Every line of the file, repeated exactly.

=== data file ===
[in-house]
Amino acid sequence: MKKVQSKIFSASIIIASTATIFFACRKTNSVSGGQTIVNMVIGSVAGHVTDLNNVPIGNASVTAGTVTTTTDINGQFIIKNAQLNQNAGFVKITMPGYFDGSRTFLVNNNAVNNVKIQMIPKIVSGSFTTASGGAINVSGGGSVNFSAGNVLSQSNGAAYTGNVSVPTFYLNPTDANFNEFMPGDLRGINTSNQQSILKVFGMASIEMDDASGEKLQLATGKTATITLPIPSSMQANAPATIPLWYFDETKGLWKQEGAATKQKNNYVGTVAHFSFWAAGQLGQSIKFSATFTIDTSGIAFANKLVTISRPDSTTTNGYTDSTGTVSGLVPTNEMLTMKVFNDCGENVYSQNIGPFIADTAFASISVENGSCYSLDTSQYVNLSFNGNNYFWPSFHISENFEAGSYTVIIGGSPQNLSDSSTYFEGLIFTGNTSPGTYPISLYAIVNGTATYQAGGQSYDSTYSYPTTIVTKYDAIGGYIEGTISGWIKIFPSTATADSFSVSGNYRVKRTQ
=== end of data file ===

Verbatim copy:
[in-house]
Amino acid sequence: MKKVQSKIFSASIIIASTATIFFACRKTNSVSGGQTIVNMVIGSVAGHVTDLNNVPIGNASVTAGTVTTTTDINGQFIIKNAQLNQNAGFVKITMPGYFDGSRTFLVNNNAVNNVKIQMIPKIVSGSFTTASGGAINVSGGGSVNFSAGNVLSQSNGAAYTGNVSVPTFYLNPTDANFNEFMPGDLRGINTSNQQSILKVFGMASIEMDDASGEKLQLATGKTATITLPIPSSMQANAPATIPLWYFDETKGLWKQEGAATKQKNNYVGTVAHFSFWAAGQLGQSIKFSATFTIDTSGIAFANKLVTISRPDSTTTNGYTDSTGTVSGLVPTNEMLTMKVFNDCGENVYSQNIGPFIADTAFASISVENGSCYSLDTSQYVNLSFNGNNYFWPSFHISENFEAGSYTVIIGGSPQNLSDSSTYFEGLIFTGNTSPGTYPISLYAIVNGTATYQAGGQSYDSTYSYPTTIVTKYDAIGGYIEGTISGWIKIFPSTATADSFSVSGNYRVKRTQ